Page 1 of 2 12 LastLast
Results 1 to 10 of 11

Thread: Another Log Problem: logY^3 = logx(x+4)^2

  1. #1

    Another Log Problem: logY^3 = logx(x+4)^2

    Hello all

    I have another log problem which I was hoping someone could help me with.

    I have the following:-

    logY^3 = logx(x+4)^2

    I have been told that the above statement is the same as:-

    Y^3 = x(x+4)

    The bit I don't understand is where does the log go?
    What law allows the log to be removed from both sides?

    Can anyone help?

    Thank you.

    (assume base 10 log)

  2. #2
    Quote Originally Posted by Ted_Grendy View Post
    Hello all

    I have another log problem which I was hoping someone could help me with.

    I have the following:-

    logY^3 = logx(x+4)^2

    I have been told that the above statement is the same as:-

    Y^3 = x(x+4)^2

    The bit I don't understand is where does the log go?
    What law allows the log to be removed from both sides?

    Can anyone help?

    Thank you.

    (assume base 10 log)
    If log A = log B then A = B.
    Heavens to Murgatroyd!!

  3. #3
    Senior Member
    Join Date
    Dec 2014
    Posts
    2,477
    Quote Originally Posted by Ted_Grendy View Post
    Hello all

    I have another log problem which I was hoping someone could help me with.

    I have the following:-

    logY^3 = logx(x+4)^2

    I have been told that the above statement is the same as:-

    Y^3 = x(x+4)

    The bit I don't understand is where does the log go?
    What law allows the log to be removed from both sides?

    Can anyone help?

    Thank you.

    (assume base 10 log)
    It sounds so good, I'll repeat it again: If log A = log B, then A = B
    Last edited by Jomo; 12-05-2018 at 10:43 PM.
    A mathematician is a blind man in a dark room looking for a black cat which isnít there. - Charles R. Darwin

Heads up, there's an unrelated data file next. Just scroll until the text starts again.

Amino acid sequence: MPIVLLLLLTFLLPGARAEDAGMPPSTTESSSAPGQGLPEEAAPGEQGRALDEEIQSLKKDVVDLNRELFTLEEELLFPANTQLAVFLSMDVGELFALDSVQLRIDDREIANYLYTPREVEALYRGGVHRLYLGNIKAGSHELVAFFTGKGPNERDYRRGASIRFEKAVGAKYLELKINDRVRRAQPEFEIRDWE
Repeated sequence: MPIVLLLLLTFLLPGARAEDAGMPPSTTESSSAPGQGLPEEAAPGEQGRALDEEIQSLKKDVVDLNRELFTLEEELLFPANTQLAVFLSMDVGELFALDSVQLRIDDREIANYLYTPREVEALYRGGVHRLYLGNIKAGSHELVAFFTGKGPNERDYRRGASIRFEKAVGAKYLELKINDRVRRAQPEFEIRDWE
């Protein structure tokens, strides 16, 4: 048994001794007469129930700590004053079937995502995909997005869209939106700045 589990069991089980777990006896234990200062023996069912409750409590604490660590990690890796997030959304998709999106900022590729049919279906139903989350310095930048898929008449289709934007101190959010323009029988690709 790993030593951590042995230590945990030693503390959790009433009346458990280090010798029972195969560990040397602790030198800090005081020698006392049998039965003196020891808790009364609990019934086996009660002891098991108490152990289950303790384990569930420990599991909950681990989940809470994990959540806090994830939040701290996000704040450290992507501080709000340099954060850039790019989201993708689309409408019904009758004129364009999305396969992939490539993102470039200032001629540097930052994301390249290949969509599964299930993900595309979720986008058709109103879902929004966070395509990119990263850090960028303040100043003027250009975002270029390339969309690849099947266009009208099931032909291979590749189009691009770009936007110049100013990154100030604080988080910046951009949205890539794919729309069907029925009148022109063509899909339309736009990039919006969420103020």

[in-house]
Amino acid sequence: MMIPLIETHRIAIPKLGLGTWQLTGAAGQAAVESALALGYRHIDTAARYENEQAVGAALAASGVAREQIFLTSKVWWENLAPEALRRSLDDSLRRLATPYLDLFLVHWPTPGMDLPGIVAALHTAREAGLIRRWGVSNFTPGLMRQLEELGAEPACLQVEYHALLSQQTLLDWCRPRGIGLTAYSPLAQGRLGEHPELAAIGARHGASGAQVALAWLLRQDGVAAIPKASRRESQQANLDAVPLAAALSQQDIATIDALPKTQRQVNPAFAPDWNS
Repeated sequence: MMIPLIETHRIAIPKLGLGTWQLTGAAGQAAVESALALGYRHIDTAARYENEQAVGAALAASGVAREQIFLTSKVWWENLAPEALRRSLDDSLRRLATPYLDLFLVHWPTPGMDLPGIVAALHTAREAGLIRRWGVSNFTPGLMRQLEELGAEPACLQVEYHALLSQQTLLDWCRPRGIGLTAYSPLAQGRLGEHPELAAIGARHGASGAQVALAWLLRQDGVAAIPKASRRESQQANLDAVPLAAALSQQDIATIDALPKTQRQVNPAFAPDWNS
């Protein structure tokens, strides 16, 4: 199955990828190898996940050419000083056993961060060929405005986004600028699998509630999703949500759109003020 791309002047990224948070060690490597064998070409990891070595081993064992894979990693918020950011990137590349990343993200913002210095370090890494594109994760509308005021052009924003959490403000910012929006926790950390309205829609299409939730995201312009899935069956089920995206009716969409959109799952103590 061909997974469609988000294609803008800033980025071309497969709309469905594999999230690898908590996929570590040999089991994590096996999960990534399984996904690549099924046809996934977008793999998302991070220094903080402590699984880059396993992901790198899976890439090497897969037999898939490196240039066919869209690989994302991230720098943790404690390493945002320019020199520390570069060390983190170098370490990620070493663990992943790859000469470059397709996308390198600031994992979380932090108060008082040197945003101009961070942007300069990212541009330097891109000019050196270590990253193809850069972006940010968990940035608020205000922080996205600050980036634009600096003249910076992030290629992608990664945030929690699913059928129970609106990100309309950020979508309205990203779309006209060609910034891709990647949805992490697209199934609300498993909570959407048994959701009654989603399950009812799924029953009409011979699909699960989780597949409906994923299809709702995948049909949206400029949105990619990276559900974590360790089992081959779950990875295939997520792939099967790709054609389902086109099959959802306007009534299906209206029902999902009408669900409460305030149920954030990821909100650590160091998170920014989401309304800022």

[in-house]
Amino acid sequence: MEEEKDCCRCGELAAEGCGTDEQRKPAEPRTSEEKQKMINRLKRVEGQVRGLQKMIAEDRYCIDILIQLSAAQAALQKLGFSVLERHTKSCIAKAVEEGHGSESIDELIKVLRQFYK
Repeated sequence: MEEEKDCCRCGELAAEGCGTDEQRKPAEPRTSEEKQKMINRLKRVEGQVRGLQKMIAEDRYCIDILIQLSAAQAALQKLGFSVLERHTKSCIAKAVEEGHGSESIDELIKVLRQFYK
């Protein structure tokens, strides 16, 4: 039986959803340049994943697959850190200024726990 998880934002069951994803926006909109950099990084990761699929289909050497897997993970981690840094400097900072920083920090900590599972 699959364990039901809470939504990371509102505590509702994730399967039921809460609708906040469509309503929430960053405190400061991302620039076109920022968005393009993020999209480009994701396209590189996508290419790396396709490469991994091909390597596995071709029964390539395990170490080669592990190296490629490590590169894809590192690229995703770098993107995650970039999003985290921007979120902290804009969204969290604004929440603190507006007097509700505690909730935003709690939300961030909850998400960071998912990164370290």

4. #4
    Full Member
    Join Date
    Feb 2004
    Location
    Ottawa, Ontario
    Posts
    879
    If log(u) = log(v) then u = v
    I'm a man of few words...but I use 'em often!!

  5. #5
    Senior Member
    Join Date
    Dec 2014
    Posts
    2,477
    Quote Originally Posted by Denis View Post
    If log(u) = log(v) then u = v
    You have start off slow with some students and use A's and B's before U's and V's. Didn't they teach you nuttin in business school
    A mathematician is a blind man in a dark room looking for a black cat which isnít there. - Charles R. Darwin

  6. #6
    Full Member
    Join Date
    Feb 2004
    Location
    Ottawa, Ontario
    Posts
    879
    Quote Originally Posted by Jomo View Post
    Didn't they teach you nuttin in business school
    You forgot to end your sentence with a "?"
    Didn't they teach you nuttin in grammar school
    I'm a man of few words...but I use 'em often!!

  7. #7
    Senior Member
    Join Date
    Dec 2014
    Posts
    2,477
    Quote Originally Posted by Denis View Post
    You forgot to end your sentence with a "?"
    Didn't they teach you nuttin in grammar school
    I'm an American. So no, they did not teach me anything in grammar school.
    A mathematician is a blind man in a dark room looking for a black cat which isnít there. - Charles R. Darwin

  8. #8
    Full Member
    Join Date
    Feb 2004
    Location
    Ottawa, Ontario
    Posts
    879
    Quote Originally Posted by Jomo View Post
    I'm an American.
    ...and I'm Canadian .... that's because Canada had 1st pick!
    I'm a man of few words...but I use 'em often!!

  9. #9
    Senior Member
    Join Date
    Dec 2014
    Posts
    2,477
    Quote Originally Posted by Ted_Grendy View Post
    Hello all

    I have another log problem which I was hoping someone could help me with.

    I have the following:-

    logY^3 = logx(x+4)^2

    I have been told that the above statement is the same as:-

    Y^3 = x(x+4)

    The bit I don't understand is where does the log go?
    What law allows the log to be removed from both sides?

    Can anyone help?

    Thank you.

    (assume base 10 log)
    Log (for any base) is an increasing function which means that if A < B, then it must be that Log(A) < Log(B). So if A and B are different values it can't be that Log(A) = Log(B). But if Log(A) = Log(B), then yes A = B. In fact if A=B and they are both positive, then Log(A) = Log(B)

    Note: If you have something like Log(-2) = Log (x) we can NOT conclude that x=-2 because Log(-2) makes no sense (you can't take the log of 0 or a negative number).
    A mathematician is a blind man in a dark room looking for a black cat which isnít there. - Charles R. Darwin

  10. #10
    Quote Originally Posted by Jomo View Post
    It sounds so good, I'll repeat it again: If log A = log B, then A = B
    Jomo, If you "repeat it again" doesn't that mean that you are saying it for the nth time where n>=3 ?
    Heavens to Murgatroyd!!

Bookmarks

Posting Permissions

  • You may not post new threads
  • You may not post replies
  • You may not post attachments
  • You may not edit your posts
  •